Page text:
At these tables, everyone is welcome
04/25/2013 12:00 AM
03/14/2015 5:22 PM
A “reserved” sign sits on Table 20 every Thursday evening at Pearlz Oyster Bar.
The sign disappears when the first one to get off work arrives. On a recent Thursday, that happened to be John Stackhouse, a 35-year-old Columbia financial adviser.
Stackhouse is just one in a group of young professionals who get together at the Gervais Street restaurant.
“You’ll meet someone new every week,” he said.
The Vista has several bars and restaurants where “regulars” hang out, some gathering at a set day and time each week. They are politicians and professors, government employees and college students – even exercise buffs.
At Pearlz, Stackhouse and his group drag up extra chairs and the guys chivalrously volunteer their seats until a group of 15 or more has gathered. Waitresses know names and drink preferences, but refer to them as a group: Table 20.
Members stay in touch throughout the week, circulating group text messages. Or they go to events together, like the recent Boyz II Men concert. But as the work week draws to an end, they can count on finding friends at Pearlz – to vent, de-stress and have fun.
“My mom knows it’s Thursday,” said Carlynn Cary, who’s also in finance. “She knows to go let my dog out.”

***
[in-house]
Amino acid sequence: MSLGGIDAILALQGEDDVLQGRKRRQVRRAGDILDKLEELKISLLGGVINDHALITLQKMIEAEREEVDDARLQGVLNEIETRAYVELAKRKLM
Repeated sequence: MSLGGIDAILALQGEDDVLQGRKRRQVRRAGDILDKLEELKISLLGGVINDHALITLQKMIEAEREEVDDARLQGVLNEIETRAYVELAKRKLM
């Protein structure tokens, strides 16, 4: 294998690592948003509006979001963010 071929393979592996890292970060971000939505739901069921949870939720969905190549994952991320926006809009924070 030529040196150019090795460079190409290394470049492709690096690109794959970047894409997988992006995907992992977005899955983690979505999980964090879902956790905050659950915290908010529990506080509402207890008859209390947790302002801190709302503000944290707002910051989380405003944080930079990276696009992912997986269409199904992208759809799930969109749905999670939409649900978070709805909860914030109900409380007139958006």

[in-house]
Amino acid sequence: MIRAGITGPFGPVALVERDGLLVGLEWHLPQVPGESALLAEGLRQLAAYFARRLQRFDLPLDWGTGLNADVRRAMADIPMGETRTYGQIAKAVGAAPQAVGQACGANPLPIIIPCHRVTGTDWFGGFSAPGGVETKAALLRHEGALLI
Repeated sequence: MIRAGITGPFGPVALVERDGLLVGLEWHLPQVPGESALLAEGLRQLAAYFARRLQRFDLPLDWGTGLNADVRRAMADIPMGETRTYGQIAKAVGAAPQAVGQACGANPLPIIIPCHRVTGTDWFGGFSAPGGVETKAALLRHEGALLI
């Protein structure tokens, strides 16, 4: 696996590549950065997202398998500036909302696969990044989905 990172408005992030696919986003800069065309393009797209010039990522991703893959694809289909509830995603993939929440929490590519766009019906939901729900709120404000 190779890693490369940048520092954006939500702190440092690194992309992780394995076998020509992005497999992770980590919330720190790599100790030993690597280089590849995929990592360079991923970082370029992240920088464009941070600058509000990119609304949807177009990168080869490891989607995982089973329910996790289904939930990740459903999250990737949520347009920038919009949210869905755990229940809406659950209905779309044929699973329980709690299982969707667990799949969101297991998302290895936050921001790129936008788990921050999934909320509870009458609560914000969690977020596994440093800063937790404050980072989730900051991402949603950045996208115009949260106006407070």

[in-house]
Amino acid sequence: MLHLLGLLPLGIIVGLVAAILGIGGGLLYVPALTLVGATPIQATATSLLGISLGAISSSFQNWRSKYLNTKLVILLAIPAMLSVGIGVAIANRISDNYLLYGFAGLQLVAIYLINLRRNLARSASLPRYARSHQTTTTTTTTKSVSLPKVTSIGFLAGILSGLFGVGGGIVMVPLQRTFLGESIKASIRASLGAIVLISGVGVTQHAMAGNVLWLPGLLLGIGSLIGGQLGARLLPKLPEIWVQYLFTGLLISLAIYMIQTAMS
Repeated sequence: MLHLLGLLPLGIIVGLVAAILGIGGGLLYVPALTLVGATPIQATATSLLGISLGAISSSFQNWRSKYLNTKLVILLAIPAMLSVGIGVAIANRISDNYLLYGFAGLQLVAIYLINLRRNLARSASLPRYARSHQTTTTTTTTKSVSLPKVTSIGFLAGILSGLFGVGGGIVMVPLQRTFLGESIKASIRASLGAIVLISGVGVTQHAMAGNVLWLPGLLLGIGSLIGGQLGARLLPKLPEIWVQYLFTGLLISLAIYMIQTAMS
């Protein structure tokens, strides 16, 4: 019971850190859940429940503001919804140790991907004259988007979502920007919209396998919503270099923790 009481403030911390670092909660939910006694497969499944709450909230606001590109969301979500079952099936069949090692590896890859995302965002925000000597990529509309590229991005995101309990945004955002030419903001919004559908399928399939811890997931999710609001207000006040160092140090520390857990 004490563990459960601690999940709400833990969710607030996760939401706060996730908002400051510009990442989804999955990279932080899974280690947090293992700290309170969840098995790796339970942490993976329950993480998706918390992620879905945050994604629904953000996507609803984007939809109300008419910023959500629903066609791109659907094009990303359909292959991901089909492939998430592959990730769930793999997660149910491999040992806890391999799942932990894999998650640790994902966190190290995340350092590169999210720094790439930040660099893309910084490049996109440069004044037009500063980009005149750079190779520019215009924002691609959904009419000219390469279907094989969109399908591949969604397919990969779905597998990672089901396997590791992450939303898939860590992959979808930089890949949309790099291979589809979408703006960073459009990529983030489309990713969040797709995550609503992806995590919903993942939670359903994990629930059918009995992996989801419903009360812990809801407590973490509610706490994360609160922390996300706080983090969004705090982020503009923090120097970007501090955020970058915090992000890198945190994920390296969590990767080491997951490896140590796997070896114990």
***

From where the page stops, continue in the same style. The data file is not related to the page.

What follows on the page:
Less than a block away, a group of yoga enthusiasts meets regularly at Social, a bar owned by Anthony Carbone. He offers “skinny girl drinks,” appealing to those who are active.
His wife, Lacy, teaches Bikram Yoga and her customers gather at Social to celebrate completing challenges.
“Detox to retox,” her husband joked.
Across Gervais, at the Art Bar, a half-dozen men sat on red vinyl benches on a recent rainy night, drinking beer and listening to music. A stack of motorcycle magazines on the corner of the table gave them away: This is the Euro Motorcycle Club that meets every Monday.
Their vocations range from a craftsman to a retired English teacher. But what they have in common is a love of vintage motorcycles, specifically European motorcycles, going back to when they were rebellious teenagers.
“It’s the perfect club,” veteran member Curt Elliott said of the group. “No officers, no rules, a range of conversation.”
When the weather’s good, they sit outside the Park Street bar.
In summer, they might ride or camp together.
There’s even a lending library. On this evening, Lewis Kirk brought a copy of The Bikeriders by Magnum photographer Danny Lyon.
“Anybody on two wheels is welcome,” Kirk said.
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